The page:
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Standard

Data Management

2014-09-23
WIP
GEIA859B
Data is information (e.g., concepts, thoughts, and opinions) that have been recorded in a form that is convenient to move or process. Data may represent tables of values of various types (numbers, characters, and so on). Data can also take more complex forms such as engineering drawings and other documents, software, pictures, maps, sound, and animation.

Data management, from the perspective of this standard, consists of the disciplined processes and systems that plan for, acquire, and provide stewardship for product and product-related business data, consistent with requirements, throughout the product and data life cycles. Thus, this standard primarily addresses product data and the business data required for collaboration from the team level or extended through the trading partner level during product acquisition and sustainment. It is recognized, however, that the principles described in this standard also have broader application to business data and operational data generally.

Standard

Implementation Guide for Data Management

2014-07-01
WIP
GEIAHB859A
The federal government and industry have moved to concurrent acquisition and development processes using integrated process teams (IPTs). These processes are supported by timely, accurate, cross functional access to data within an integrated data environment (IDE) enabled by advances in information technology (IT). Since the advent of acquisition reform in 1994, Data Management (DM) practices have evolved from being directed by a prescriptive set of standards and procedures to use of the guidance in a principles-based standard -- ANSI/EIA 859.

GEIA Handbook 859 provides implementation guidance for ANSI/EIA 859, with discussions of applications of the standard's principles, tools, examples, and case studies. Handbook 859 is organized according to the lifecycle of data management and covers activities from the pre-RFP stage through records disposition.

Standard

Data Management

2012-04-01
CURRENT
GEIA859A
Data is information (e.g., concepts, thoughts, and opinions) that have been recorded in a form that is convenient to move or process. Data may represent tables of values of various types (numbers, characters, and so on). Data can also take more complex forms such as engineering drawings and other documents, software, pictures, maps, sound, and animation. For the purpose of this standard, Table 1 lists three broad types of data, indicates how each is used, and provides examples of each. Data management, from the perspective of this standard, consists of the disciplined processes and systems that plan for, acquire, and provide stewardship for product and product-related business data, consistent with requirements, throughout the product and data life cycles. Thus, this standard primarily addresses product data and the business data required for collaboration from the team level or extended through the trading partner level during product acquisition and sustainment.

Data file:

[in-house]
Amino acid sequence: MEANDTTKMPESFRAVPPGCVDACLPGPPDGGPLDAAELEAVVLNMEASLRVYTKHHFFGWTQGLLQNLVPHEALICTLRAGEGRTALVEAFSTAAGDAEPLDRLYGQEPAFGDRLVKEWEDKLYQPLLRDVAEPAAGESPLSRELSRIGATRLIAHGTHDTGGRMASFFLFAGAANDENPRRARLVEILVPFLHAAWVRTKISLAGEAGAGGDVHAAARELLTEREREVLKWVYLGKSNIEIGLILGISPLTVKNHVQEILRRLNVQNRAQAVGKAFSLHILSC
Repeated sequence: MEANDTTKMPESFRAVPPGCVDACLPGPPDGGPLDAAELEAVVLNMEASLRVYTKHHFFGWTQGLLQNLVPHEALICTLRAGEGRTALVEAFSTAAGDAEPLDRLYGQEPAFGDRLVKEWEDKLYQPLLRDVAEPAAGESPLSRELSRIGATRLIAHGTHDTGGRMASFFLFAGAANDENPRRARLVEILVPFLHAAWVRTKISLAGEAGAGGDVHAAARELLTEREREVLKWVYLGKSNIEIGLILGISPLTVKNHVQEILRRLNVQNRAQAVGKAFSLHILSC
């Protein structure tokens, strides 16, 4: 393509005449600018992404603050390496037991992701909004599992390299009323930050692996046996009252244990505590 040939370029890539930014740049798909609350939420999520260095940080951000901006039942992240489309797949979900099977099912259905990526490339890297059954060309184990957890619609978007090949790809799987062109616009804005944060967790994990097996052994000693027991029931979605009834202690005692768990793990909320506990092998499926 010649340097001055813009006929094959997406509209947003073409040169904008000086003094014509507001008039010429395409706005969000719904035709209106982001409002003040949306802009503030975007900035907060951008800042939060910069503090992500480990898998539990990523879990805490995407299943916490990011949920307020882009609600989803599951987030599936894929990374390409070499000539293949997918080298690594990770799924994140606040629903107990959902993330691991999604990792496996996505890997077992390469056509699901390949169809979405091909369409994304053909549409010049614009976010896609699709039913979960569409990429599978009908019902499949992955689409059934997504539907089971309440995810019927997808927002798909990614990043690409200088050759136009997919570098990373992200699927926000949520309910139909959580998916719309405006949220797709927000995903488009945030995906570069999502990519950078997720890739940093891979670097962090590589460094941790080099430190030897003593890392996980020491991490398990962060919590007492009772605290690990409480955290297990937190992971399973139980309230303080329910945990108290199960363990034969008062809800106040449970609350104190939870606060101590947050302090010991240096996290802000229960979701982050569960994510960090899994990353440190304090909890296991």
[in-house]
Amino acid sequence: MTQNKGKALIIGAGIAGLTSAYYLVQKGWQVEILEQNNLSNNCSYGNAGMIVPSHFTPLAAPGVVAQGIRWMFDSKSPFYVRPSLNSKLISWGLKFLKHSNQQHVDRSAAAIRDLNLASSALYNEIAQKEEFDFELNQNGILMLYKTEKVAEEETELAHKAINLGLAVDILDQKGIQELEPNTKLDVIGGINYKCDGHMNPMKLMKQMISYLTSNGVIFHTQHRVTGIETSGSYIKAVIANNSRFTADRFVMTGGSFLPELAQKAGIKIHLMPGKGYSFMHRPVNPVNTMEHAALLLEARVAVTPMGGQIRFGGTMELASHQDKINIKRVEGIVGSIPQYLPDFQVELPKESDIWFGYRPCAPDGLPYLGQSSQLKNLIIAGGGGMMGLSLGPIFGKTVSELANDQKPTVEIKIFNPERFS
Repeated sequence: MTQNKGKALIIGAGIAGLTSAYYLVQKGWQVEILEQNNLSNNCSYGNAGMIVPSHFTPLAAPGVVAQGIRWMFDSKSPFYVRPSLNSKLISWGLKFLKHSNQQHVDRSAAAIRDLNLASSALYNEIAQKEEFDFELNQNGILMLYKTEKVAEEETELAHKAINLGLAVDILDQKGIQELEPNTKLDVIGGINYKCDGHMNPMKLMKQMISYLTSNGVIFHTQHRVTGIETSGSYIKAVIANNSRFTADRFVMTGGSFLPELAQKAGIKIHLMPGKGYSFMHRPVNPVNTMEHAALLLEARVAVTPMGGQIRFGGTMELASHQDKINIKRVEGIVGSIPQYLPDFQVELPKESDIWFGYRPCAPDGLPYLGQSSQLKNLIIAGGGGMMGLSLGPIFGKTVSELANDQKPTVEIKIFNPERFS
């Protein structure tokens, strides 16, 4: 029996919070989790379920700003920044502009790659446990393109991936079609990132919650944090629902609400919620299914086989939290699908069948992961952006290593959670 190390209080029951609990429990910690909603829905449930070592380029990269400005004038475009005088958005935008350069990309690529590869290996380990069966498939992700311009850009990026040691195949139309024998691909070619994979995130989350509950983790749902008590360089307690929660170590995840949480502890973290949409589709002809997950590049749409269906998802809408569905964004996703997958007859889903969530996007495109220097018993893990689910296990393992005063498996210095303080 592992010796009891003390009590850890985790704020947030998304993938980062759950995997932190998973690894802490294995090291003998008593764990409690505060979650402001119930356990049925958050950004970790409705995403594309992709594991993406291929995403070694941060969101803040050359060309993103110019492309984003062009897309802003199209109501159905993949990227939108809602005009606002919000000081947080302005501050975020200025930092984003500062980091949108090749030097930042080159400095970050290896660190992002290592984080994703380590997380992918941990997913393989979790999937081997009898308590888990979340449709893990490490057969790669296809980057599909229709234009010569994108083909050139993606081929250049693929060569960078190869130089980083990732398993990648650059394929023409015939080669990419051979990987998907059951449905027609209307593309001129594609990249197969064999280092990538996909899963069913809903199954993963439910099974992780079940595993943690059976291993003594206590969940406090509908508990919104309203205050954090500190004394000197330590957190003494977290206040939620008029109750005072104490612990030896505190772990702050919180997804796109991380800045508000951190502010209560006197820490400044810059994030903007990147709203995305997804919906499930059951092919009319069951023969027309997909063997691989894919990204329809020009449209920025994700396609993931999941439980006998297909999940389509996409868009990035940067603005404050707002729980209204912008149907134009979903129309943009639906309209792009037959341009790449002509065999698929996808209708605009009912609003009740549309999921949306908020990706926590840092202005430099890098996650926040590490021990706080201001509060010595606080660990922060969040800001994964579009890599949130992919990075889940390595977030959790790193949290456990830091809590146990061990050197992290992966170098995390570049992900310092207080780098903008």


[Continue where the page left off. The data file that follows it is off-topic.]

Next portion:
Standard

Implementation Guide for Common Data Schema for Complex Systems

2007-07-01
CURRENT
GEIAHB927
This section establishes modeling conventions and guidelines to be followed during the development of the GEIA-STD-927 top level schema. The following is within the scope of this document: Modeling rules, conventions and guidelines for the GEIA-STD-927 top level schema. The following are outside the scope of this document: An introduction to information modeling; An introduction to the EXPRESS modeling language.
Standard

Implementation Guide for Data Management

2006-01-01
CURRENT
GEIAHB859
As an integral part of the evolution to ANSI/GEIA-859 and the new environment, data management ensures that appropriate information support is available. Data requirements are established that ensure that data are properly timed and accessible, and provide the necessary visibility. The integrity of the data must be ensured regardless of their physical location. The DM process, implemented with rapidly maturing technologies, makes information available sooner and facilitates information sharing. It controls the digital format and the procedures necessary to exchange, index, store, and distribute or provide access to data.
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